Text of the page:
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Are we going around a circle?


Prof David W. Wong
George Mason University
Fairfax, USA
[email protected]

It has been almost half a century since the first GIS, the Canadian Geographic Information System (CGIS), became operational. CGIS was developed with the objective to build and maintain a land inventory of the vast Canadian territory so that the government can manage the environment and natural resources more efficiently. However, the issue of sustainable development was not a main societal concern at that time.

Entering the new millennium, the concerns for environmental quality and global change have increased significantly. These concerns were accentuated by the report on global warming released by the Intergovernmental Panel on Climate Change (IPCC) in 2007. The idea of using GIS as a major tool to tackle environmental issues and to attain a sustainable global earth system is revived, as this idea is not much different from the original intent of developing CGIS almost half a century ago. However, using GIS alone will not be sufficient to manage land resources, monitor global change, tackle environmental ills, and support decision-making related to the physical earth.

The take-off of GIS development during the 80s and 90s was partly fuelled by the increasing availability of spatial data. The development and free dissemination of TIGER/Line Files by the U.S. Bureau of the Census and the completion of the USGS Digital Line Graph (DLG) database provided data sources for mapping elements in the built and physical environments. The launching of Landsat and other satellites, particularly by NASA, not just produced massive amount of spatial data, but offered the capability of monitoring environmental change at various geographical scales with global coverage. Thanks to the US open data policy, these framework datasets are freely or close to freely available to anyone in the world, and thus stimulated scientific inquiries. Having high quality and inexpensive data of the earth is critical in monitoring and managing different aspects of the earth system. These efforts should continue and refine.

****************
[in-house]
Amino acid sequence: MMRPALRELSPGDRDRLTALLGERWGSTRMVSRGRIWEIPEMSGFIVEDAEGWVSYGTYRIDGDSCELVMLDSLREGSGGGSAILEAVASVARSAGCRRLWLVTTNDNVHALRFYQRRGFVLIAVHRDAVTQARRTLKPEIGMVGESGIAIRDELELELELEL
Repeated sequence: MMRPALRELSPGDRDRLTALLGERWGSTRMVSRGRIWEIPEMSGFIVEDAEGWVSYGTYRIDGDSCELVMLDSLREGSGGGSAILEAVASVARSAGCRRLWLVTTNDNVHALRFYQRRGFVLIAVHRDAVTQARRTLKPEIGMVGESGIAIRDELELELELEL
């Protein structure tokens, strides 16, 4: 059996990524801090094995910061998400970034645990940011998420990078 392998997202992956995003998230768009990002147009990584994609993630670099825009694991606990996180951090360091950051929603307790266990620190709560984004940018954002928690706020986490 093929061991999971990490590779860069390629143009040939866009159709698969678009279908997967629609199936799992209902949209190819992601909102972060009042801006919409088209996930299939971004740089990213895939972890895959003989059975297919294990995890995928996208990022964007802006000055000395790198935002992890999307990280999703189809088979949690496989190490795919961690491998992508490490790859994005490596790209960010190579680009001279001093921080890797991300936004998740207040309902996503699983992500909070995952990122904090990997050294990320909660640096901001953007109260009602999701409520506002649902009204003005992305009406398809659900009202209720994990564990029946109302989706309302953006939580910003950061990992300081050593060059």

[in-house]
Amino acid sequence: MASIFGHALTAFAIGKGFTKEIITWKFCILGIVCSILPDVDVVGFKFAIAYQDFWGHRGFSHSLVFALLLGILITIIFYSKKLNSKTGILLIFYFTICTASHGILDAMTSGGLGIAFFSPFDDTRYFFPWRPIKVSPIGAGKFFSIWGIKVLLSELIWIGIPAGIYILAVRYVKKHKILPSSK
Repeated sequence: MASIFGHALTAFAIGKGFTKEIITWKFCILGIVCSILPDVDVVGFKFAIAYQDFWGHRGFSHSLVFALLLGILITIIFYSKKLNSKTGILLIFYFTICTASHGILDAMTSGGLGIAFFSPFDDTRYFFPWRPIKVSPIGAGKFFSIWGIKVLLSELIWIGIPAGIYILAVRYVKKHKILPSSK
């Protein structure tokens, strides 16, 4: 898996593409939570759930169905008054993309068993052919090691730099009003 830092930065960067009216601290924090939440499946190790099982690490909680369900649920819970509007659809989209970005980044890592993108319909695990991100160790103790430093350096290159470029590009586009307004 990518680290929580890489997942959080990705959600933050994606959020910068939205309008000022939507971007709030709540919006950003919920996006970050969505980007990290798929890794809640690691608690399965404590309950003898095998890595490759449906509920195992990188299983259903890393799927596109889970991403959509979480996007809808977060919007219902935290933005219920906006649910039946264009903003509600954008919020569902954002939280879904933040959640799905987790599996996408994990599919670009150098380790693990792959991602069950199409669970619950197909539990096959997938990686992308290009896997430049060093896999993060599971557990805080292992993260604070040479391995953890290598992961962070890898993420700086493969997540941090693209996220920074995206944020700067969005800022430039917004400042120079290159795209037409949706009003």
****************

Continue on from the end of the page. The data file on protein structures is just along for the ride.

While the quality of geospatial data is improving, we are still struggling to make different types of geospatial technology work synergistically with each other. An obvious strength of GIS is its ability to coalesce multiple themes of data to explore their spatial relationships. The community has been leveraging this GIS capability for sometime in studying the land surface, but has been slow in exploiting this capability fully in analysing remotely sensed data of the atmosphere and ocean. Some of these data have the third dimension (elevation or depth) which cannot be easily handled by GIS. Meanwhile, many earth scientists use tools other than GIS to conduct their inquiries, and many of their tools, such as the global circulation model (GCM) and computational fluid dynamic model (CFD), are computational intensive.

Some of these tools have used remotely sensed data as model inputs, and the model outputs are occasionally brought back to GIS for display and analysis. Tighter integration between GIS and these computational tools for earth systems is needed to fully exploit the benefits of multidisciplinary research to sustain the planet earth. Through the development of spatial data infrastructures, not only traditional geospatial data are now available via the Internet, remote sensing data are becoming accessible from various GISlike portals. The challenge is to provide more analytical and modelling capabilities on these Web-based systems for scientists and GIS experts to conduct their research. On the other hand, these Web-based systems can play a significant role in educating the public and support decision making. Web-based GIS can be a major platform to promote and support sustainable development through education, research and decision support.